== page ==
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  • Writer's pictureHelen Bent

Speaking out by listening (12-05-22)

A Bible Reading: John 4. 4 – 7, 9 – 18, 25 - 26 Now he had to go through Samaria. So he came to a town in Samaria called Sychar, near the plot of ground Jacob had given to his son Joseph. Jacob’s well was there, and Jesus, tired as he was from the journey, sat down by the well. It was about noon. When a Samaritan woman came to draw water, Jesus said to her, “Will you give me a drink?” The Samaritan woman said to him, “You are a Jew and I am a Samaritan woman. How can you ask me for a drink?” Jesus answered her, “If you knew the gift of God and who it is that asks you for a drink, you would have asked him and he would have given you living water.” “Sir,” the woman said, “you have nothing to draw with and the well is deep. Where can you get this living water? Are you greater than our father Jacob, who gave us the well and drank from it himself, as did also his sons and his livestock?” Jesus answered, “Everyone who drinks this water will be thirsty again, but whoever drinks the water I give them will never thirst. Indeed, the water I give them will become in them a spring of water welling up to eternal life.”The woman said to him, “Sir, give me this water so that I won’t get thirsty and have to keep coming here to draw water.” He told her, “Go, call your husband and come back.” “I have no husband,” she replied. Jesus said to her, “You are right when you say you have no husband. The fact is, you have had five husbands, and the man you now have is not your husband. What you have just said is quite true…” The woman said, “I know that Messiah” (called Christ) “is coming. When he comes, he will explain everything to us.” Then Jesus declared, “I, the one speaking to you—I am he.”

A Thought

David and I have recently joined the Care for the Family team of befrienders for bereaved parents. This involves being available to talk – or more important – to listen to the stories of bereaved parents on the telephone. We can often be nervous of this kind of conversation and avoid the bereaved, because we are worried about what to say, but it is surprising how a few gentle questions and a lot of listening can get the conversation started quite easily. We don’t actually need to say much at all. Listening is key. Similarly, we assume evangelism is primarily about talking, but how about starting with listening instead?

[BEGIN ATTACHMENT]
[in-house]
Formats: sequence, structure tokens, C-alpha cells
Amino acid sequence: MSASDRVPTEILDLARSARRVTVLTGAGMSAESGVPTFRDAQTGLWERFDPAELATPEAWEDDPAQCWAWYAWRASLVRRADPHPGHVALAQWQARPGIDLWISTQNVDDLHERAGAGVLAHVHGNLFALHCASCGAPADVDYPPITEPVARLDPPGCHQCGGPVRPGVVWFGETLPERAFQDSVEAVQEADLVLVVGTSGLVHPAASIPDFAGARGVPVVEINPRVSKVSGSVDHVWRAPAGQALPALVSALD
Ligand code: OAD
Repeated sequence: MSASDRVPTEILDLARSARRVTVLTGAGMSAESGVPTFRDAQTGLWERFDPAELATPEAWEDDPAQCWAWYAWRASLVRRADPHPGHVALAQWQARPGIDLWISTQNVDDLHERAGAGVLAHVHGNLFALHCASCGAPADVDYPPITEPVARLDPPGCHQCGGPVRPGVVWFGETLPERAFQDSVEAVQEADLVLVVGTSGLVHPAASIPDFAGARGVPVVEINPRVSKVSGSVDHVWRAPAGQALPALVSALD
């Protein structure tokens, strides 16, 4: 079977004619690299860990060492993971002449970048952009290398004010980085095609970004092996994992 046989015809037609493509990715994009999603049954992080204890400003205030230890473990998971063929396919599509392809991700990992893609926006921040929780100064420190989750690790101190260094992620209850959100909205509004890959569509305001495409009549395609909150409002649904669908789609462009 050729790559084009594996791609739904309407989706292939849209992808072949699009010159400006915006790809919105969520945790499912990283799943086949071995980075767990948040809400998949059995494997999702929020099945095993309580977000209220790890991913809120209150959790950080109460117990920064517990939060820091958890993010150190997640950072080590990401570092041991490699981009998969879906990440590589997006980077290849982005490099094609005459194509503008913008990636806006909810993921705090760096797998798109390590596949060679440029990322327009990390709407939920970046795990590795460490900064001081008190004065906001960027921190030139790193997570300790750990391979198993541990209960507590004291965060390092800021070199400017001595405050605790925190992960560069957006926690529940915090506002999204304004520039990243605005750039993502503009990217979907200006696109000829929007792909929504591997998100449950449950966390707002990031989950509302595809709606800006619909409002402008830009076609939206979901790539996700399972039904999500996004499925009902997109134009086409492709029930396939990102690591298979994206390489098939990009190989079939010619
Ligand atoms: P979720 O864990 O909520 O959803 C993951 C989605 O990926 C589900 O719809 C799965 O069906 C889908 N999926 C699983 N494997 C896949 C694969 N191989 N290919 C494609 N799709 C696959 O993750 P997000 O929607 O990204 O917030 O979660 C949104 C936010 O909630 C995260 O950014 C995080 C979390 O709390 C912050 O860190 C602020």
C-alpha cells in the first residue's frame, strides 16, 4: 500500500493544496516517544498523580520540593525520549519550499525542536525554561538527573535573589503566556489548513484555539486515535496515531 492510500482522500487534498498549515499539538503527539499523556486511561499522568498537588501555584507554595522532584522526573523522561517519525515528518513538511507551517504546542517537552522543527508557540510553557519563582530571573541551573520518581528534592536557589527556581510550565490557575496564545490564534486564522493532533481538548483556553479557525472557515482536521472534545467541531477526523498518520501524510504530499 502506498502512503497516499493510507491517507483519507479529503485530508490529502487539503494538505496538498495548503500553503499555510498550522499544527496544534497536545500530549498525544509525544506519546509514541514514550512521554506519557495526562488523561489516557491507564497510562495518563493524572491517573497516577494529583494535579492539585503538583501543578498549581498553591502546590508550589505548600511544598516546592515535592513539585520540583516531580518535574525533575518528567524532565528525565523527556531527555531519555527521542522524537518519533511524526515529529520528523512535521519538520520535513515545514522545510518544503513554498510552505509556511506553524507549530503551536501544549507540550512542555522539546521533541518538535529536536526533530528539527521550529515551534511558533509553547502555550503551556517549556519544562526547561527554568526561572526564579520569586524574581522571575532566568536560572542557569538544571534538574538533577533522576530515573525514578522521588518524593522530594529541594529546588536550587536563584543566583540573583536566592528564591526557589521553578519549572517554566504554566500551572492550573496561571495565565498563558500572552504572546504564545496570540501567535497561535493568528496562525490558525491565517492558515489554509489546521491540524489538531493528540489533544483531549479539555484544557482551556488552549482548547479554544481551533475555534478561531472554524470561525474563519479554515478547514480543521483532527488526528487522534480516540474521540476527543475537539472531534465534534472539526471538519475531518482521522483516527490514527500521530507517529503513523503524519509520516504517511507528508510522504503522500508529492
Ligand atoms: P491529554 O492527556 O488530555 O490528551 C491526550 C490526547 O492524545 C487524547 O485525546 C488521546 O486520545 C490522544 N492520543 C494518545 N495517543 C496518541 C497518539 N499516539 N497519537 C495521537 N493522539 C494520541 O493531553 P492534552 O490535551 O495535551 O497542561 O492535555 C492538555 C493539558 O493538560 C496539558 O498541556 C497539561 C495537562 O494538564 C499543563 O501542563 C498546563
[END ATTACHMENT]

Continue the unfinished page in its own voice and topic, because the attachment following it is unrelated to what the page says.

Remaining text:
In the gospels, Jesus asks more than 180 questions. Jesus’ conversation with the woman at the well is one of the longest recorded in the Bible between Jesus and one other person. Look how Jesus does it. Here he begins with a non-threatening practical question, a simple request for a drink of water on a hot day. It’s all rather matter of fact to begin with. The woman is a Samaritan, Jesus is a Jew, two groups at loggerheads with each other. They shouldn’t really be having a conversation at all. Then the well is deep and Jesus doesn’t have a bucket. What begins as a conversation about the everyday obvious quickly moves on to something much deeper and more meaningful, though perhaps a tad uncomfortable when it comes round to the marital status of the woman.

Jesus asks questions and listens to the woman; the woman asks questions and listens to Jesus. At the end of the conversation, the woman disappears back to her hometown, and tells everyone what has happened. She still has more questions: ‘Could this be the Christ?’ She wants to come back and hear more. Others are curious too, so she comes back with a crowd of people who all have questions of their own. (See John 4. 28 – 30)

Leading your Church into Growth uses a similar principle. It encourages us to ask people Who are you? - tell us a bit about yourselves, your life and family. Where are you? – Where are you with God? Do you believe in God or ever think about God? Why don’t you…? Have you heard about the special service we are having or the new course that is just starting? I’m going. It’s going to be good. Why don’t you come with me? These are simple questions we can all ask.


For those people you know – family members, friends and neighbours. Pray for opportunities to ask some questions, and give time to share your faith through careful listening.

And don’t forget to keep praying the LYCIG Prayer for Growth regularly:

God of mission, who alone brings growth to your Church. Send your Holy Spirit to give vision to our planning, wisdom to our actions, joy to our worship and power to our witness. Help our churches to grow in numbers, in spiritual commitment to you, and in service of our local community, through Jesus Christ our Lord. Amen.

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